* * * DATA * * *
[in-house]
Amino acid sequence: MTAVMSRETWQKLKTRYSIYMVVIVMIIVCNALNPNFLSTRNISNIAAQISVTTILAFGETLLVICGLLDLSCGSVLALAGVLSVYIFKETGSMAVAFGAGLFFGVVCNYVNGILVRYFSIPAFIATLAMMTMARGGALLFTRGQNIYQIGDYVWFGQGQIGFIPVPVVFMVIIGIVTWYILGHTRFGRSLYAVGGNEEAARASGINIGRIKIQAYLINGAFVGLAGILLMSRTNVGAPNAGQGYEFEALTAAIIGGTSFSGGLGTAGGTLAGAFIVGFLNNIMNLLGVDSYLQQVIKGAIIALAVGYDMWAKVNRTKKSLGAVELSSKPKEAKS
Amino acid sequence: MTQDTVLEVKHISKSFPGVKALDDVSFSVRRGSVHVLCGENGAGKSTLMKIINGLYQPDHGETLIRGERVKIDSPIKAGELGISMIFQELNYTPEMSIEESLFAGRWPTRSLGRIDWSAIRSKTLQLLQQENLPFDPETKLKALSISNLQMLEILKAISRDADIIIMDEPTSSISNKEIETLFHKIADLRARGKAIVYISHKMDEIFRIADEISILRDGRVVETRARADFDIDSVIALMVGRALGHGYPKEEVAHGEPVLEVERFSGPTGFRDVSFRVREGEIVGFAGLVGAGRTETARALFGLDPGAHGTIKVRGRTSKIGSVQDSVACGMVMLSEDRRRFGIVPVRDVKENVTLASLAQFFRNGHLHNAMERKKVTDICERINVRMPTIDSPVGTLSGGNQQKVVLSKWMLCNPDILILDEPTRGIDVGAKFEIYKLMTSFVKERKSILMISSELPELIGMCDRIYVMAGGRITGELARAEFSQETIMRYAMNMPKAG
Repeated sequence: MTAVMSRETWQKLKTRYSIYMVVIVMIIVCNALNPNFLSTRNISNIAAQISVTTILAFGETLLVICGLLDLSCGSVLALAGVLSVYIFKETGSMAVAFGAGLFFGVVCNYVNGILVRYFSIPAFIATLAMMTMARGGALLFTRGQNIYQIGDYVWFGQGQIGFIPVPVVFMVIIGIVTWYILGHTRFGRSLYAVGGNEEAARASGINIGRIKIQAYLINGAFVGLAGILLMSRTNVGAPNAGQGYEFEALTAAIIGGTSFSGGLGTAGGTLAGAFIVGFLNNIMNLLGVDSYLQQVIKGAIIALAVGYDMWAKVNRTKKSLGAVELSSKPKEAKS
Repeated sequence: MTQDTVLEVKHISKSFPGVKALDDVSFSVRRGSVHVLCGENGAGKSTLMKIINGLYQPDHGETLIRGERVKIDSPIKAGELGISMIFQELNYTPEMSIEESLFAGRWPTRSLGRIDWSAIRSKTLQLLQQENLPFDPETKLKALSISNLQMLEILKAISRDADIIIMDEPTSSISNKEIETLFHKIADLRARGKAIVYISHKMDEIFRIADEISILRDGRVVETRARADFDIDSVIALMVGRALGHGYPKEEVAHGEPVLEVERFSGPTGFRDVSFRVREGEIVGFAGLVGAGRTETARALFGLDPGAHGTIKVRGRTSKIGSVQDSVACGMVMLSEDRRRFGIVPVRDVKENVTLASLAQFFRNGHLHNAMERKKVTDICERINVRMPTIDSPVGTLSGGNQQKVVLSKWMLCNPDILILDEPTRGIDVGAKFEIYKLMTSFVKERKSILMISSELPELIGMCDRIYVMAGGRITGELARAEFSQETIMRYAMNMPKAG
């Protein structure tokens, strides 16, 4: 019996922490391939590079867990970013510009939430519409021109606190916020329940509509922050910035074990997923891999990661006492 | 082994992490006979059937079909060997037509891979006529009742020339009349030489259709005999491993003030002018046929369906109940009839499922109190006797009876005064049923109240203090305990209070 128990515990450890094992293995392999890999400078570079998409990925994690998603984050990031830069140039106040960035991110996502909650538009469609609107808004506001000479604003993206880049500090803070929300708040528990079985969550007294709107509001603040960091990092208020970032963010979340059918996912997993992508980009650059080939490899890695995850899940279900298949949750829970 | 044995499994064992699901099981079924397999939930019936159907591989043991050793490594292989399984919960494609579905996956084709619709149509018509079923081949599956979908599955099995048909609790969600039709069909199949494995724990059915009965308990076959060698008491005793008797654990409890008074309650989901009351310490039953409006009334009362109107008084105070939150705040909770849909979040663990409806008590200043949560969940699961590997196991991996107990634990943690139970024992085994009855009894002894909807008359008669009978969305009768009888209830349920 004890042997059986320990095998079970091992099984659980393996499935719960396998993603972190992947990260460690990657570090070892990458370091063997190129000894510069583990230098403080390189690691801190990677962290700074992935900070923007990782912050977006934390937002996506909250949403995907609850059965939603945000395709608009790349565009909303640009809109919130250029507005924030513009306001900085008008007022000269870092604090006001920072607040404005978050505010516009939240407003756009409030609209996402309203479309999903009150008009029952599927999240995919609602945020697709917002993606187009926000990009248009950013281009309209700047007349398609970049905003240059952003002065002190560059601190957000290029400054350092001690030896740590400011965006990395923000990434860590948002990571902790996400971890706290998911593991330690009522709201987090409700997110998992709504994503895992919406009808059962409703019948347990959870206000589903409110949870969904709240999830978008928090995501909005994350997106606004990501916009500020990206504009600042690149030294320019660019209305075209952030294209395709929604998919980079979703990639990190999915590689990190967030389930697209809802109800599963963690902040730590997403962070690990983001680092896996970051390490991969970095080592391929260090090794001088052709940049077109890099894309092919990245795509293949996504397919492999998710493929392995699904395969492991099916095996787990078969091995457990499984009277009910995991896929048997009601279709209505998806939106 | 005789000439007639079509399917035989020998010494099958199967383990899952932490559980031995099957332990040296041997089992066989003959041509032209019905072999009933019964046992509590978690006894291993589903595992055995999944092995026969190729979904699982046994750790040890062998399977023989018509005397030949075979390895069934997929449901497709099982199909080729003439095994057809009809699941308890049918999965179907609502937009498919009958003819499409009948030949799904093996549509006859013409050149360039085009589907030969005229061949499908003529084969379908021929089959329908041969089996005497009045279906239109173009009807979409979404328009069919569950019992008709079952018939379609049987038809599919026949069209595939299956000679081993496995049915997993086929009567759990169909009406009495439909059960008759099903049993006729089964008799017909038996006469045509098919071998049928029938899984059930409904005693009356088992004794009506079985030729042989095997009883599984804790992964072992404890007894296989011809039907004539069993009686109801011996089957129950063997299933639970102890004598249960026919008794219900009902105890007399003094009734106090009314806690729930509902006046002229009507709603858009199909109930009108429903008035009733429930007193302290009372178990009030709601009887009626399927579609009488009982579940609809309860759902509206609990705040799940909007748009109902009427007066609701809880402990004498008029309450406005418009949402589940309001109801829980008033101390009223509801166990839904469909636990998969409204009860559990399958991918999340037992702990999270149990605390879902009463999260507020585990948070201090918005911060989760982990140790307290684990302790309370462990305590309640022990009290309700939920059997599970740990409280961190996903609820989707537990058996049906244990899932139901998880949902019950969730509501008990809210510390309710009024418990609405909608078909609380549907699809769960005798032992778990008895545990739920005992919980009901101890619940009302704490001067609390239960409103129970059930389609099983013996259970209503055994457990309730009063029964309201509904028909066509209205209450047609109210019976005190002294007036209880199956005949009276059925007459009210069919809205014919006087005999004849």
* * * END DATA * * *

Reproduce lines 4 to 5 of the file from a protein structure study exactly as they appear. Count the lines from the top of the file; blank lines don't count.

Repeated sequence: MTAVMSRETWQKLKTRYSIYMVVIVMIIVCNALNPNFLSTRNISNIAAQISVTTILAFGETLLVICGLLDLSCGSVLALAGVLSVYIFKETGSMAVAFGAGLFFGVVCNYVNGILVRYFSIPAFIATLAMMTMARGGALLFTRGQNIYQIGDYVWFGQGQIGFIPVPVVFMVIIGIVTWYILGHTRFGRSLYAVGGNEEAARASGINIGRIKIQAYLINGAFVGLAGILLMSRTNVGAPNAGQGYEFEALTAAIIGGTSFSGGLGTAGGTLAGAFIVGFLNNIMNLLGVDSYLQQVIKGAIIALAVGYDMWAKVNRTKKSLGAVELSSKPKEAKS
Repeated sequence: MTQDTVLEVKHISKSFPGVKALDDVSFSVRRGSVHVLCGENGAGKSTLMKIINGLYQPDHGETLIRGERVKIDSPIKAGELGISMIFQELNYTPEMSIEESLFAGRWPTRSLGRIDWSAIRSKTLQLLQQENLPFDPETKLKALSISNLQMLEILKAISRDADIIIMDEPTSSISNKEIETLFHKIADLRARGKAIVYISHKMDEIFRIADEISILRDGRVVETRARADFDIDSVIALMVGRALGHGYPKEEVAHGEPVLEVERFSGPTGFRDVSFRVREGEIVGFAGLVGAGRTETARALFGLDPGAHGTIKVRGRTSKIGSVQDSVACGMVMLSEDRRRFGIVPVRDVKENVTLASLAQFFRNGHLHNAMERKKVTDICERINVRMPTIDSPVGTLSGGNQQKVVLSKWMLCNPDILILDEPTRGIDVGAKFEIYKLMTSFVKERKSILMISSELPELIGMCDRIYVMAGGRITGELARAEFSQETIMRYAMNMPKAG